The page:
Categorical variables were described using frequencies/percentages and continuous variables were described with median/range. Associations between clinicopathological parameters and the extent of surgery were analysed using chi-squared tests (Pearson’s or linear-by-linear association). Continuous variables were analysed using Kruskal–Wallis tests. Univariate analysis was performed using the Kaplan–Meier method. Survival data were obtained from the Norwegian Cause of Death Registry and patients alive on November 1, 2017 were censored. Time from PM surgery to death or censoring date in the analyses of OS and to time of peritoneal relapse, distant metastasis, death or last follow-up in analyses of disease-free survival (DFS) were used. The log-rank test was used to compare differences in survival. Factors significant in univariate analysis for OS (mutational status, PCI, number of lymph node metastasis) and for DFS (right or left-sided tumour in addition) were further examined using the multivariable Cox proportional hazards regression model (enter), as well as age and gender. The number of variables is restricted to 5 in OS analysis and 6 in DFS analyses of the 167 cases and therefore no corrections are applied. mutBRAF with MSS/ mutBRAF with MSI/ mutKRAS/ double wild type (double wt) were tested together in the multivariate analysis because they were mutually exclusive. Statistical analyses were conducted using SPSS software (version 25.0, SPSS Inc, IL, USA). P < 0.05 were considered statistically significant.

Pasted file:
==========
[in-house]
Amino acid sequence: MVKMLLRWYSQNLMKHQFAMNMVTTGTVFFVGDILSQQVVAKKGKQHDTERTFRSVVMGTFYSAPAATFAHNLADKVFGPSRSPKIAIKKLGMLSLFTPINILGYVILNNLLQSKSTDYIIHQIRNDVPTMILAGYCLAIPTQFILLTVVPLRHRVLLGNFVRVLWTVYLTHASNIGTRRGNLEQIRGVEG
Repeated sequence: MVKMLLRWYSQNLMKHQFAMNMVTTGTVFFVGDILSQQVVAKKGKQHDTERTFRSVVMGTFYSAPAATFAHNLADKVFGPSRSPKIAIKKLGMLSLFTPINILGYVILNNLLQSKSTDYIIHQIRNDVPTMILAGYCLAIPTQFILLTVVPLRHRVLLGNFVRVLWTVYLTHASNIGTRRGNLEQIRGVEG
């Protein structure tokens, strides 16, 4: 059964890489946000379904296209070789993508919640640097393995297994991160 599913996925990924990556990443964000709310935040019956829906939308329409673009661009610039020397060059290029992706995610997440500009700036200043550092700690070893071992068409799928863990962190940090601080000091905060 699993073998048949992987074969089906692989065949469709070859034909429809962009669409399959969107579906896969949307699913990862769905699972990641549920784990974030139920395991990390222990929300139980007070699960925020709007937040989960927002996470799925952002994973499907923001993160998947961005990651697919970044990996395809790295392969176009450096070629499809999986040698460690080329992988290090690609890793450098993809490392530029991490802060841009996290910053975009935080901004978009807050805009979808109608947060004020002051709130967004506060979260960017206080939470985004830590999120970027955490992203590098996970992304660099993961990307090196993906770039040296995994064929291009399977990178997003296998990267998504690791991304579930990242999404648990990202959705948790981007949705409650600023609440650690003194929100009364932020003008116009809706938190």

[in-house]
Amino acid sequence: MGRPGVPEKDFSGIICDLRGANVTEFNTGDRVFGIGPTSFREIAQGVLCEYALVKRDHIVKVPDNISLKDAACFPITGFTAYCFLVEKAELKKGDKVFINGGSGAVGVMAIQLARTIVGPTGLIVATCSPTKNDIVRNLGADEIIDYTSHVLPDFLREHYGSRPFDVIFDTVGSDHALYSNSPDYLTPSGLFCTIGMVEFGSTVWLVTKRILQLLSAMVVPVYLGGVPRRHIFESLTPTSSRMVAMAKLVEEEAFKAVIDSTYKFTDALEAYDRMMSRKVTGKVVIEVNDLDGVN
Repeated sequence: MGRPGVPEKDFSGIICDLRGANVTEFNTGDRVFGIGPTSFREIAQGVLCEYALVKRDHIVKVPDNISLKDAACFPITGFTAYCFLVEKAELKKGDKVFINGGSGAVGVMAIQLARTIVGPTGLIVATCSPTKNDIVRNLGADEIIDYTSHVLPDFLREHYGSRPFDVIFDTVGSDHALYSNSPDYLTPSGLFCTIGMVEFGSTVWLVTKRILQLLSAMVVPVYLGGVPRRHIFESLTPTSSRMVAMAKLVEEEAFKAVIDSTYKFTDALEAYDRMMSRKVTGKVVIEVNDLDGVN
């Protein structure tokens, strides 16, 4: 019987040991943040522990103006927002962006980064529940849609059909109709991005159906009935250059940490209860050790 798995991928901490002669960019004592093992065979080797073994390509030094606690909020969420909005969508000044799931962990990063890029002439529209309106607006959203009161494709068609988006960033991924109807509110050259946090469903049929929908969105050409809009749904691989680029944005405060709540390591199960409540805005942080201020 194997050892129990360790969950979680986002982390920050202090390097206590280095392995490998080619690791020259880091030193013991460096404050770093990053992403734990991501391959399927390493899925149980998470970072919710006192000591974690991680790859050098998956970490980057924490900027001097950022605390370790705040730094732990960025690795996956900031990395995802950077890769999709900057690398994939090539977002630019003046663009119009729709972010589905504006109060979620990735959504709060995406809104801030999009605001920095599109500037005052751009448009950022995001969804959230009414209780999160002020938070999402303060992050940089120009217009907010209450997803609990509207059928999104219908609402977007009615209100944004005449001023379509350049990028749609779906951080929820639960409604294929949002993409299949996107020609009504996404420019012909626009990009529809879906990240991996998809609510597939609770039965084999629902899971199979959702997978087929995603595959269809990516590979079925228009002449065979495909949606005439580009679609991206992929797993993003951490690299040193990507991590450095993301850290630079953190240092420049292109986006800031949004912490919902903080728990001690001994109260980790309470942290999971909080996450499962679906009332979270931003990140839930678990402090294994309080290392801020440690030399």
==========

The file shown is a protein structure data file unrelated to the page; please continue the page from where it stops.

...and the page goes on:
Clinical variables and histopathology
In total, 174 patients received CRS-HIPEC (treatment group) and had a median PCI of 9, whereas the 77 patients in the palliative group had median PCI of 29. Table 1 summarises the clinicopathological characteristics of the study cohort. The palliative group differed from the treatment group regarding the following parameters: more ASA 3 patients, worse T-stage, more right-sided tumours and more specification of signet ring cells in the tumours, more synchronous disease, more systemic chemotherapy and higher PCI-index. In the treatment group, 45 patients (25.0%) had Accordion groups 3–5 complications and there was no 100-day mortality. In the palliative group, 6.5% had Accordion groups 3–5 complications and there were no deaths within 30 days.
We analysed tumour tissue and performed DNA analysis for mutations in KRAS, BRAF and analyses for MSS/MSI in all patients except 8 of 257 (3.1%) where tumour tissue was not obtained. There was no significant difference in the frequency between mutKRAS, mutBRAF or double wt between CRS-HIPEC and palliative groups.